Keeping abreast of technological change isn’t easy. From machine learning to self-driving cars, there’s so much noise about every new innovation that it can be hard to separate the pie-in-the-sky thinking from the genuine game changers.
But worry not because PwC claims to have sorted the wheat from the chaff, sifting through 150 recent innovations to name the eight it thinks will have the biggest impact in the coming years. From augmented reality to the internet of things, it’s all pretty predictable but it’s interesting to see what the world’s largest professional services firm regards as more than just a fad.
We’re still some way from seeing the sky filled with quadcopters dropping off parcels but clever people have found myriad uses for drones – from filming TV shows to inspecting hard-to-reach bits of oil rigs. And just this morning the UK government announced a partnership with Amazon to figure out how (if?) it can make drone delivery a reality.
Scientists have been trying to create and harness artificial intelligence for decades, but recent developments have made machines much smarter in a short space of time. Soon your production line, your car and your Spotify playlist could all be controlled by an intelligent machine.
The digital currency Bitcoin remains a minority interest but there’s much interest in the technology that underpins it, the blockchain. It’s what’s known as a ‘distributed database’, an electronic ledger whose contents is shared between many parties at once – making it harder to tamper with. According to the Wall Street Journal, more than 40 major financial institutions are experimenting with the technology.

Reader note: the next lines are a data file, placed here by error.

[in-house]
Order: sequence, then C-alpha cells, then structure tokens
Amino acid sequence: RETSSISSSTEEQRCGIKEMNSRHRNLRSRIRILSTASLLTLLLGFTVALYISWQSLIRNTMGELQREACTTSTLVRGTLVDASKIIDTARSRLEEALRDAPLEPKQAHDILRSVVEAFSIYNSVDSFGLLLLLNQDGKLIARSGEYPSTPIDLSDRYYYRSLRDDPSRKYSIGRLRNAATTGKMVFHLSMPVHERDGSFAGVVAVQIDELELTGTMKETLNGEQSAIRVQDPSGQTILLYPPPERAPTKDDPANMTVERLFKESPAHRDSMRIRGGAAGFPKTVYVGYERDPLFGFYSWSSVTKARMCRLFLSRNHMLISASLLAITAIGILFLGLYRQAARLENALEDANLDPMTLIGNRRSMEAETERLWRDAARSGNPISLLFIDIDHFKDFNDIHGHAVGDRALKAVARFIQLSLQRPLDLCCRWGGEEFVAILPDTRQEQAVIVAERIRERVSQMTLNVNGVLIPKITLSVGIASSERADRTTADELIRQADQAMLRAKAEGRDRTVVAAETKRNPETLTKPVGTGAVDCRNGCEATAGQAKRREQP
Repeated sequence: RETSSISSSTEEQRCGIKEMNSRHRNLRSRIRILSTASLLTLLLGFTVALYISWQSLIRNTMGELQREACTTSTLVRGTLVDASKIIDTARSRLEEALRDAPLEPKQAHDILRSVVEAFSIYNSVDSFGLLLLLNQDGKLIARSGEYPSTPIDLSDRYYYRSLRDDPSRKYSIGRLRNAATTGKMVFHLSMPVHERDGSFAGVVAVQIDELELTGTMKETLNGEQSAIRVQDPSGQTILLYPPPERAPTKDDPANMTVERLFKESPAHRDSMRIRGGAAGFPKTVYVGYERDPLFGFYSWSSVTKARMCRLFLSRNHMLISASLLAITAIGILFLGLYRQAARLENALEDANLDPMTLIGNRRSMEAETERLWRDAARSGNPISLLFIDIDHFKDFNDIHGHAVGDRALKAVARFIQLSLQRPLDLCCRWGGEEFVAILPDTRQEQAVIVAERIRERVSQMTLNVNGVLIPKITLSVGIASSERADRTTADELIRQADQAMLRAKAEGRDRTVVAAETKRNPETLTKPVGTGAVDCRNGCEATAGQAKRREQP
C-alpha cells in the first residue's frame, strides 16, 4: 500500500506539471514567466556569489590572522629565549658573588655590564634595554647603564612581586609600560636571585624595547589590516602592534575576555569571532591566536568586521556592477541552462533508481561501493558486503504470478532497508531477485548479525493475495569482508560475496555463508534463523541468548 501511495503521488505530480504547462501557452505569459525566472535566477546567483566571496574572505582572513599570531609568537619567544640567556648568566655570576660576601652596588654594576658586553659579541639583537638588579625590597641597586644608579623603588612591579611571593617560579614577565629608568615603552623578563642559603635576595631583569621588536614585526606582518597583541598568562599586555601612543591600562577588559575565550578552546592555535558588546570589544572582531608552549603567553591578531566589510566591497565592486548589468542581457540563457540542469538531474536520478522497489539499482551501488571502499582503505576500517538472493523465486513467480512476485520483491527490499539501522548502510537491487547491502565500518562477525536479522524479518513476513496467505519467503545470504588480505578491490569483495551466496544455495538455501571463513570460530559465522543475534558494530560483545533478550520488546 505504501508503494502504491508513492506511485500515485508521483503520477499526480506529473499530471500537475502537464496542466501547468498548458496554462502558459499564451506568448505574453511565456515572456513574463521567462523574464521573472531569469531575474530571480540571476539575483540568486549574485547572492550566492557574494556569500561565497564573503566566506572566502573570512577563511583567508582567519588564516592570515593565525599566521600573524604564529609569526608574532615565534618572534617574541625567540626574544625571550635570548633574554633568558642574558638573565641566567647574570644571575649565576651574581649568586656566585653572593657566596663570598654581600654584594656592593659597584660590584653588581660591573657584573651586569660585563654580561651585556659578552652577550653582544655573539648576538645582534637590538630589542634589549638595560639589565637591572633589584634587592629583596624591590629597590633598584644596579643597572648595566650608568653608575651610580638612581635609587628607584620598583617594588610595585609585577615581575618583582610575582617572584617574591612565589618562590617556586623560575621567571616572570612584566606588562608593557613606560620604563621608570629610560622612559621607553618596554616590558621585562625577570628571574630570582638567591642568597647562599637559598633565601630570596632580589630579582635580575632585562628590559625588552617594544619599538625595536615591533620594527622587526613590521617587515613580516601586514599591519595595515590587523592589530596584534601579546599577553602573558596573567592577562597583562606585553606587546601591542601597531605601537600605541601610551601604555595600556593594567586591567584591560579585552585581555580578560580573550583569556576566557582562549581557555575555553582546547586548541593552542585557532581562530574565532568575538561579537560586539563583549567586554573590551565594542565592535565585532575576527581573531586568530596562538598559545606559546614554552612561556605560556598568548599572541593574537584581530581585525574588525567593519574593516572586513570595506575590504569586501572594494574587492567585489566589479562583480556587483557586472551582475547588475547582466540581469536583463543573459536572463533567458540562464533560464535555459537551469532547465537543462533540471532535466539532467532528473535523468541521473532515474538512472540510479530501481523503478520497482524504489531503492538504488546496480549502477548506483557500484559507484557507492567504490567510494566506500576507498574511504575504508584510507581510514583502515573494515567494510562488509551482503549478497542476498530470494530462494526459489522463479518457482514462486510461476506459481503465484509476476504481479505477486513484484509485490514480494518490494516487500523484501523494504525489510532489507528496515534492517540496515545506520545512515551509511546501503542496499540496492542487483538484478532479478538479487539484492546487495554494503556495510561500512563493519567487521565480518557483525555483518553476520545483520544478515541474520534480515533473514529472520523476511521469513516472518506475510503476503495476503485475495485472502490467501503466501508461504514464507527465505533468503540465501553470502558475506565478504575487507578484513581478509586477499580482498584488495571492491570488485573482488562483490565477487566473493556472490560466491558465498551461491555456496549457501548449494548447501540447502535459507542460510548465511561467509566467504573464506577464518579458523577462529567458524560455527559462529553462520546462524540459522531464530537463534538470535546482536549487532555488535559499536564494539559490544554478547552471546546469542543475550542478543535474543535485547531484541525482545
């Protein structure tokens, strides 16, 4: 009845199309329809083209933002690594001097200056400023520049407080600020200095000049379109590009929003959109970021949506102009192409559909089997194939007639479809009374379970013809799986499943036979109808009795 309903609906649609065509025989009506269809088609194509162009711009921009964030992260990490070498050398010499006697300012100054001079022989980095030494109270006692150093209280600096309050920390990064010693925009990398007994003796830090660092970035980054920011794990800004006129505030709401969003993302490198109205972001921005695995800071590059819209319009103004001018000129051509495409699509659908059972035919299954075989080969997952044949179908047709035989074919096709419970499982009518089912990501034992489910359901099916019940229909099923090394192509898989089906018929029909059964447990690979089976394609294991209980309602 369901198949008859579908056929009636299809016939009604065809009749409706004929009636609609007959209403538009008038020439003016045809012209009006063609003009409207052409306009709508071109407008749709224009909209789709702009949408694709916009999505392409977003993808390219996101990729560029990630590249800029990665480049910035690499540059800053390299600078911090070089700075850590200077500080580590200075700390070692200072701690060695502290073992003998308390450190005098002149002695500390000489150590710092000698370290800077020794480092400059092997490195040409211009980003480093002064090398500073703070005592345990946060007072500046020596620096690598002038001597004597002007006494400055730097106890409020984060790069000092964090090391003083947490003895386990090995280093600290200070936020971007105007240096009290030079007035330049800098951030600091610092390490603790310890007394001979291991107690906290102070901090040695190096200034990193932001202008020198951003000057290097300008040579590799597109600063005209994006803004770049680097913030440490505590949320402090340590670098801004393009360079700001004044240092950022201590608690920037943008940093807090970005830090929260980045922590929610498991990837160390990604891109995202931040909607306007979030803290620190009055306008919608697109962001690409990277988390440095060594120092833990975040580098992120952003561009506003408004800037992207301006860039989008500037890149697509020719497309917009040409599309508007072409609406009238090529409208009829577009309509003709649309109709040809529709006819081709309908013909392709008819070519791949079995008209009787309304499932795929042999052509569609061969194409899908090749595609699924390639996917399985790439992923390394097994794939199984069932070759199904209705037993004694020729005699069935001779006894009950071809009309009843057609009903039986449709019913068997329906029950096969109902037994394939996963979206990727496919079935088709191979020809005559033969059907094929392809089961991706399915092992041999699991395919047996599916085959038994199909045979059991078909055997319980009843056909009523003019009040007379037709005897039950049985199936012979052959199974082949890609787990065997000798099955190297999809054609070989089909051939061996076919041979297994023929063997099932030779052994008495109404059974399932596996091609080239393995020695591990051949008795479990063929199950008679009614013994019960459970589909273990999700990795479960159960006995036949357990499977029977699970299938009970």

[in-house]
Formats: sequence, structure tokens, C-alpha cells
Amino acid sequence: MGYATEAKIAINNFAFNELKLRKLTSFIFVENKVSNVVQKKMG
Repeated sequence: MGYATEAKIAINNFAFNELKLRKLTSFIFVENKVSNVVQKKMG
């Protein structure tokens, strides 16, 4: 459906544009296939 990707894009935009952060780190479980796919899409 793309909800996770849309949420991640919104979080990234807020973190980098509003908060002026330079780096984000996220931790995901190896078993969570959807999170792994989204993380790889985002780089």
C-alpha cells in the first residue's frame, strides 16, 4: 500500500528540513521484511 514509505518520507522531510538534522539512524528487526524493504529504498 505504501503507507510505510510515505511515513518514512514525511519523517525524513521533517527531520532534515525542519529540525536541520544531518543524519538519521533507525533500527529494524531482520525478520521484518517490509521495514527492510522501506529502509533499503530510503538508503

4. Internet of things
From ‘smart’ wine bottles to electric doorbells, there’s seldom a consumer product that hasn’t been hooked up to the burgeoning internet of things. While some of the applications might seem frivolous the shift could have big implications for business, not least with the so-called ‘industrial internet of things’ – think connected sensors monitoring everything from pollution levels to water leaks.
Not a new concept but one that’s picking up steam again thanks to improvements in AI and mechanical engineering. If futurists are right it won’t be long before robots are making your coffee, removing your appendix and hoovering your living room (Dyson launched its £800 360 Eye in the UK last month). The question is whether we can coexist peacefully or not.
6. 3D Printing
So-called ‘additive manufacturing’ has come on in leaps and bounds in the past few years – with the right machines and code one can now knock up everything from musical instruments to 3D ultrasound scans of your unborn child. This threatens to transform not just the manufacturing sector but logistics, retail and design too.
7. Virtual reality
Facebook, Samsung and a bunch of over companies have ploughed heaps of cash into this field in recent years in the hope of creating extremely realistic immersive experiences. As well as making videogames a million times more fun VR could also help you attend meetings from the comfort of your bed.
8. Augmented reality
VR’s younger brother, augmented reality is similar but distinct. It’s all about overlaying the real world with artificial graphics, like directions to a nearby restaurant or instructions for mending a sink. Google Glass may have failed to ignite any fires but recently the game Pokemon Go has enjoyed immense popularity. Expect practical industry applications to follow.
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